Code challenge: Providing a shiny application interacting with some SOS instance and performing a set of analysis tasks where the time series selection is based on the Helgoland client.

Community and Code License: Spatio-Temporal Data Science Community, Apache Software License, Version 2

Mentors: Ben Gräler (b.graeler@52north.org), Jan Schulte (j.schulte@52north.org)

Plain GPS-based Recording for enviroCar

Explanation: enviroCar is an open platform for collecting and analyzing car driven tracks. The collected tracks consist of GPS positions enriched with additional raw sensor data as well as derived information (e.g. CO2 emission and fuel consumption) by utilizing the inertial diagnostic capabilities of vehicles. This raw sensor data is collected by the use of the so-called On-Board-Diagnostics systems of vehicles.

The current recording procedure of the enviroCar Android app heavily relies on the connection to an OBD-II adapter. Thus, a track only gets recorded when a stable bluetooth connection to an OBD-II device exists. However, trajectory data without additional raw sensor data of cars is still a very valuable source of information for further analysis (e.g. traffic flow).

Aim of this project is to implement OBD-less recording of tracks in the current enviroCar Android application. On the one hand this requires a proper integration of this specific recording style into the application logic. As a major challenge in this part is to develop and evaluate strategies on how to make sure that the app is recording a track of a car (e.g. activity recognition). On the other hand, the developments need to be visually embedded into the GUI of enviroCar.

Required skills: Android software development, knowledge of modern development paradigms and frameworks for Android (RxJava, Dagger, ActiveAndroid, Otto, etc.), good command of UX development for Android, some experiences with activity recognition libraries of google (if these are applicable)

Expected results: An additional recording mechanism for enviroCar tracks based on plain GPS. A proper integration into the GUI of the app following novel UX design guidelines. Further strategies for automatic recording (e.g. based on Activity Recognition, see Google Play Services [https://developers.google.com/android/guides/setup])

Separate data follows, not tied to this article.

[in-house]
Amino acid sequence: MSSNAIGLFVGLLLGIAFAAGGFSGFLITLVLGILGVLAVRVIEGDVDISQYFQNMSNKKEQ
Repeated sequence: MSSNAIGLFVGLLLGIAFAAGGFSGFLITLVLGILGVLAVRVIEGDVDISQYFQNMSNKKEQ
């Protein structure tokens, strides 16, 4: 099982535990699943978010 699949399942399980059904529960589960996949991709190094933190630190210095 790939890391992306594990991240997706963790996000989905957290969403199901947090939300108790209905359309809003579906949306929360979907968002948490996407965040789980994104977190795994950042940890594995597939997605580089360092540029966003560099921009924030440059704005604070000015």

Code Challenge: Checkout the sources for the enviroCar Android app and integrate a routine for plain GPS-based recording of tracks. This also includes a proper integration in the GUI of the enviroCar app. (TBD)

Mentor: Arne de Wall (a.dewall@52north.org), Christoph Stasch (c.stasch@52north.org)

Draft Ideas

Coarse ideas and general goals

  • full streaming from database (via SOS+proxy or via TS-API) to JavaScript client
  • try to combine project requirements (= mentor effort provided) with motivating (fun, interesting) projcts -- ARE via DanielNuest - 2014-10-02
  • Usage statistics and performance evaluation of WPS, SOS and Timeseries API using the ELK stack (comprises new logging configuration, instructions, logging statements to capture all required information) -- DanielNuest - 2015-02-10
  • IOs version of enviroCar app
  • enviroCar website
  • PhoneGap für JS client
  • SOS.js for SOS 2.0 based on ows.js
  • Access control for Sensor Web REST-API
  • WPS client library in C#
  • Admin UI for javaPS
  • WPS Docker backend

Project Template

Please copy and paste to the drafts section above and get in touch with the org admins - leave this template intact.

<concise project title>

Explanation: <Shortly describe the idea and classify as specifically as possible including the required skill level, for example "tricky project, requires in-depth knowledge of database configuration" or "easier project, good for student with limited Java experience". Clarity and detail are highly desirable in the idea description.>

Expected results: <add here>

Code challenge: <add here a short task for an interested student to demonstrate the capabilities with the used tools/producs, e.g. deploying the web server and changing behaviour of feature X.>

Community and Code License: <if applicable>

Mentors: <full name and contact details>

Topic revision: r8 - 11 Jan 2018 10:39:07, ArneDeWall